8. ^ At RFK, Moon Presides Over Mass Wedding, Washington Post, November 3, 1997, "Church and stadium officials estimated that more than 40,000 people, mostly couples, attended the event, including the Moon-matched couples who took their marriage vows on the football field and exchanged gold rings displaying the church symbol. Those couples, however, must still fulfill whatever requirements exist where they live to be considered legally married."
  9. ^ 28,000 Couples Gather for Rev. Moon Rites, New York Times, November 30, 1997
  10. ^ From the Unification Church to the Unification Movement, 1994-1999: Five Years of Dramatic Changes Massimo Introvigne, Center for Studies on New Religions "The ceremony in Washington, D.C., included six "co-officiators" from other faiths, including controversial minister Louis Farrakhan from the Nation of Islam. The Blessing ceremony in Seoul on February 7, 1999 also featured seven co-officiators including Orthodox Rabbi Virgil Kranz (Chairman of the American Jewish Assembly), controversial Catholic Archbishop Emmanuel Milingo and the General Superintendent of the Church of God in Christ (a large African American Pentecostal denomination), Rev. T.L. Barrett."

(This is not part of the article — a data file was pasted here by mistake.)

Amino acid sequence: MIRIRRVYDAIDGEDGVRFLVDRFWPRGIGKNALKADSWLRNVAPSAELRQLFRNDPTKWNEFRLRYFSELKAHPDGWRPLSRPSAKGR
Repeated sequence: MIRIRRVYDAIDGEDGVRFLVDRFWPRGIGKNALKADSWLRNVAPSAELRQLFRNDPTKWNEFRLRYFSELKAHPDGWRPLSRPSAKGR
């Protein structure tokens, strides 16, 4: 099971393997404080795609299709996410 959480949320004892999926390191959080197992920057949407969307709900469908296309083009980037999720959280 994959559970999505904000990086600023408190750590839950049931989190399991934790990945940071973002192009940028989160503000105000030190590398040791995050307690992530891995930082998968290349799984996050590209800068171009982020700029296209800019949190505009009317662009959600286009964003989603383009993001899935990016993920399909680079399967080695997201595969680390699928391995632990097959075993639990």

11. ^ Children of Moon church's mass-wedding age face a crossroads, Washington Post, January 3, 2009
  12. ^ "Matching and Blessing". FFWPU USA. Retrieved February 25, 2014. 
  13. ^ Introduction to the Blessing Ceremony Official website of the United States Unification Church.
  14. ^ Massimo Introvigne, From the Unification Church to the Unification Movement, 1994-1999: Five Years of Dramatic Changes, 1999, Center for Studies on New Religions
  15. ^ Mass Moonie Marriage in the US
  16. ^ Sharpton in Ceremonies Of Unification Church, New York Times, September 12, 1997
  17. ^ Moonies join hands across the border, The Guardian, 2000-02-10